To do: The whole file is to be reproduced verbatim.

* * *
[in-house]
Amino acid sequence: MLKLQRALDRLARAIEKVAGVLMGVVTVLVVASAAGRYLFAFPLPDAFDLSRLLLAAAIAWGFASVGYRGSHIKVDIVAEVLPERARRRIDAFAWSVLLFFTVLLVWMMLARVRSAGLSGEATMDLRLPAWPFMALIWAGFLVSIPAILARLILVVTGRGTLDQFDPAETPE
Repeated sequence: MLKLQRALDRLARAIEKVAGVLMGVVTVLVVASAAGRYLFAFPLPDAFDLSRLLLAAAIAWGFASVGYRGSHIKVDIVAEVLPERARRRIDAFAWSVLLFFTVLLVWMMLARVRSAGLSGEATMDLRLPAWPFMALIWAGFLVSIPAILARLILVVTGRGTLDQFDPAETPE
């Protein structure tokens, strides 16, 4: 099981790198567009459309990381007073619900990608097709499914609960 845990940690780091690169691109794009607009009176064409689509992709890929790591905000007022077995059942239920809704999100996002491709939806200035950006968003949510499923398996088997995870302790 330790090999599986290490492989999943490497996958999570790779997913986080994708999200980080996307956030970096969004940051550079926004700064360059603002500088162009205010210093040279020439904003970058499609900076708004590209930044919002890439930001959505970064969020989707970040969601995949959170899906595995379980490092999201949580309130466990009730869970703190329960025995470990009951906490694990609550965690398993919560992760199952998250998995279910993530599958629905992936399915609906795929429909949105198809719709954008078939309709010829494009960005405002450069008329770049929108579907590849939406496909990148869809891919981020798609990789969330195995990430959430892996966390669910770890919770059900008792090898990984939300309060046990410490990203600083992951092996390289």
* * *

[in-house]
Amino acid sequence: MLKLQRALDRLARAIEKVAGVLMGVVTVLVVASAAGRYLFAFPLPDAFDLSRLLLAAAIAWGFASVGYRGSHIKVDIVAEVLPERARRRIDAFAWSVLLFFTVLLVWMMLARVRSAGLSGEATMDLRLPAWPFMALIWAGFLVSIPAILARLILVVTGRGTLDQFDPAETPE
Repeated sequence: MLKLQRALDRLARAIEKVAGVLMGVVTVLVVASAAGRYLFAFPLPDAFDLSRLLLAAAIAWGFASVGYRGSHIKVDIVAEVLPERARRRIDAFAWSVLLFFTVLLVWMMLARVRSAGLSGEATMDLRLPAWPFMALIWAGFLVSIPAILARLILVVTGRGTLDQFDPAETPE
């Protein structure tokens, strides 16, 4: 099981790198567009459309990381007073619900990608097709499914609960 845990940690780091690169691109794009607009009176064409689509992709890929790591905000007022077995059942239920809704999100996002491709939806200035950006968003949510499923398996088997995870302790 330790090999599986290490492989999943490497996958999570790779997913986080994708999200980080996307956030970096969004940051550079926004700064360059603002500088162009205010210093040279020439904003970058499609900076708004590209930044919002890439930001959505970064969020989707970040969601995949959170899906595995379980490092999201949580309130466990009730869970703190329960025995470990009951906490694990609550965690398993919560992760199952998250998995279910993530599958629905992936399915609906795929429909949105198809719709954008078939309709010829494009960005405002450069008329770049929108579907590849939406496909990148869809891919981020798609990789969330195995990430959430892996966390669910770890919770059900008792090898990984939300309060046990410490990203600083992951092996390289």